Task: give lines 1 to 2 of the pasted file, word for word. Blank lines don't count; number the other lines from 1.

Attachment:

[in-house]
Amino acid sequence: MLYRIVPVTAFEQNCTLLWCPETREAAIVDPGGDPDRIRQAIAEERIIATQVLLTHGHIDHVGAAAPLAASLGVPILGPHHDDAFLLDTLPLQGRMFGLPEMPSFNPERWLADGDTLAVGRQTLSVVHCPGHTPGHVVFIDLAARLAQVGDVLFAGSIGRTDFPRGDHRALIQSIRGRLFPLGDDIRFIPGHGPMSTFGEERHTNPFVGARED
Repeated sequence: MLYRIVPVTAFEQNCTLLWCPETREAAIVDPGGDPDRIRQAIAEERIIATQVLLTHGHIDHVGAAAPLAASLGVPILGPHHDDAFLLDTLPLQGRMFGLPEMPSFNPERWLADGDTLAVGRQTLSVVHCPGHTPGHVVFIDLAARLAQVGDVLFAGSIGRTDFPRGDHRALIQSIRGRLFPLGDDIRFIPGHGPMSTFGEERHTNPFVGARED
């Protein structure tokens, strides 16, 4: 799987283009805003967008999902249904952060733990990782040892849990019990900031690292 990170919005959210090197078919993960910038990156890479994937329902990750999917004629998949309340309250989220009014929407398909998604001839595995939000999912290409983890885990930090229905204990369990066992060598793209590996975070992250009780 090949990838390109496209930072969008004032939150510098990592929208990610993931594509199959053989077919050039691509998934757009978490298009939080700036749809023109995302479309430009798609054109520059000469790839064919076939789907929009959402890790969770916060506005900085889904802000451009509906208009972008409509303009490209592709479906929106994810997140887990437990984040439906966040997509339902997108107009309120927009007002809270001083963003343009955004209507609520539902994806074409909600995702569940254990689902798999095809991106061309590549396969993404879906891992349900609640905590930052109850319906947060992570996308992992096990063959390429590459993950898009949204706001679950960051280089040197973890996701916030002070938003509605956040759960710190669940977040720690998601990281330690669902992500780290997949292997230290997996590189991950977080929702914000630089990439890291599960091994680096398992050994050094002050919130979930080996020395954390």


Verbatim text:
[in-house]
Amino acid sequence: MLYRIVPVTAFEQNCTLLWCPETREAAIVDPGGDPDRIRQAIAEERIIATQVLLTHGHIDHVGAAAPLAASLGVPILGPHHDDAFLLDTLPLQGRMFGLPEMPSFNPERWLADGDTLAVGRQTLSVVHCPGHTPGHVVFIDLAARLAQVGDVLFAGSIGRTDFPRGDHRALIQSIRGRLFPLGDDIRFIPGHGPMSTFGEERHTNPFVGARED